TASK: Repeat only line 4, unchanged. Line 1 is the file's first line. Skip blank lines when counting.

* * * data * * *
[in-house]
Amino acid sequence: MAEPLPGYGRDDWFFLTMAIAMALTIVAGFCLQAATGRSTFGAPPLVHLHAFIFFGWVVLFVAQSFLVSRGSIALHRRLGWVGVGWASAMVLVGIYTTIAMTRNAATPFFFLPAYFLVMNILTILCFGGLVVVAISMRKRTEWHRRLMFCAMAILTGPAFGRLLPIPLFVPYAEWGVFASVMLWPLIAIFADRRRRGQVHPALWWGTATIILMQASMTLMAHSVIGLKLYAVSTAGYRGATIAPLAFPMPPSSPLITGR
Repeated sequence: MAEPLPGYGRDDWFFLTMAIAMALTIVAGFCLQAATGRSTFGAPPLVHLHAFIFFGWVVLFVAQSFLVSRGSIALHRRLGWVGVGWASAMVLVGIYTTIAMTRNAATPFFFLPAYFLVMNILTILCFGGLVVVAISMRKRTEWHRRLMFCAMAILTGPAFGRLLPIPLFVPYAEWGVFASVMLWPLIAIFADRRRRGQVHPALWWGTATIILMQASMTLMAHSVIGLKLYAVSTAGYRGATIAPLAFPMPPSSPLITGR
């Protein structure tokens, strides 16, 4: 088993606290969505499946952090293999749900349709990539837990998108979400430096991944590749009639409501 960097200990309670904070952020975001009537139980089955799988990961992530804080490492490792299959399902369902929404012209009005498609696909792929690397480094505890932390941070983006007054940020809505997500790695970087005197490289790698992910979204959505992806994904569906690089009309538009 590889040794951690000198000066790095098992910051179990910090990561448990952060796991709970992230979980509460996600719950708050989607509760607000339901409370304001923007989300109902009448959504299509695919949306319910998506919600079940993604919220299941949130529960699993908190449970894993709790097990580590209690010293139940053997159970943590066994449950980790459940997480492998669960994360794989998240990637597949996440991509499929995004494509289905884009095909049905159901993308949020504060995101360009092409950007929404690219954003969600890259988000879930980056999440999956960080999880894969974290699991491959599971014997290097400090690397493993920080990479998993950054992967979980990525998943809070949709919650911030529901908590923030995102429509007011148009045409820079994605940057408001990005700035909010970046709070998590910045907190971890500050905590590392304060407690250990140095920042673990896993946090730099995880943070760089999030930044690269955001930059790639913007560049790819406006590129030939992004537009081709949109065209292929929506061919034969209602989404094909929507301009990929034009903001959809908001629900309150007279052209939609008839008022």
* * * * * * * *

């Protein structure tokens, strides 16, 4: 088993606290969505499946952090293999749900349709990539837990998108979400430096991944590749009639409501 960097200990309670904070952020975001009537139980089955799988990961992530804080490492490792299959399902369902929404012209009005498609696909792929690397480094505890932390941070983006007054940020809505997500790695970087005197490289790698992910979204959505992806994904569906690089009309538009 590889040794951690000198000066790095098992910051179990910090990561448990952060796991709970992230979980509460996600719950708050989607509760607000339901409370304001923007989300109902009448959504299509695919949306319910998506919600079940993604919220299941949130529960699993908190449970894993709790097990580590209690010293139940053997159970943590066994449950980790459940997480492998669960994360794989998240990637597949996440991509499929995004494509289905884009095909049905159901993308949020504060995101360009092409950007929404690219954003969600890259988000879930980056999440999956960080999880894969974290699991491959599971014997290097400090690397493993920080990479998993950054992967979980990525998943809070949709919650911030529901908590923030995102429509007011148009045409820079994605940057408001990005700035909010970046709070998590910045907190971890500050905590590392304060407690250990140095920042673990896993946090730099995880943070760089999030930044690269955001930059790639913007560049790819406006590129030939992004537009081709949109065209292929929506061919034969209602989404094909929507301009990929034009903001959809908001629900309150007279052209939609008839008022």